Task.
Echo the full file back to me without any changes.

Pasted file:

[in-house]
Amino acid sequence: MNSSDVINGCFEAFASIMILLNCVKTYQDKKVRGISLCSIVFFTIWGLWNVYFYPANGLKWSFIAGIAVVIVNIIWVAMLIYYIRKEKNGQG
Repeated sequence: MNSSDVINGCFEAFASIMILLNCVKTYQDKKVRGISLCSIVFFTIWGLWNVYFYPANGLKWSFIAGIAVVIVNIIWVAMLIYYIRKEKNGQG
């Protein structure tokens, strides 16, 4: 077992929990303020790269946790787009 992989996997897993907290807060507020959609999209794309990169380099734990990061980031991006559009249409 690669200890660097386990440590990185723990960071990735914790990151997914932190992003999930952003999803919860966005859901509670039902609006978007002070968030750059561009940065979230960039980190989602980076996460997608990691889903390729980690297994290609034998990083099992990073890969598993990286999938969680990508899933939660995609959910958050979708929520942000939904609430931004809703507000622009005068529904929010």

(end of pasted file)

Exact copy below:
[in-house]
Amino acid sequence: MNSSDVINGCFEAFASIMILLNCVKTYQDKKVRGISLCSIVFFTIWGLWNVYFYPANGLKWSFIAGIAVVIVNIIWVAMLIYYIRKEKNGQG
Repeated sequence: MNSSDVINGCFEAFASIMILLNCVKTYQDKKVRGISLCSIVFFTIWGLWNVYFYPANGLKWSFIAGIAVVIVNIIWVAMLIYYIRKEKNGQG
């Protein structure tokens, strides 16, 4: 077992929990303020790269946790787009 992989996997897993907290807060507020959609999209794309990169380099734990990061980031991006559009249409 690669200890660097386990440590990185723990960071990735914790990151997914932190992003999930952003999803919860966005859901509670039902609006978007002070968030750059561009940065979230960039980190989602980076996460997608990691889903390729980690297994290609034998990083099992990073890969598993990286999938969680990508899933939660995609959910958050979708929520942000939904609430931004809703507000622009005068529904929010």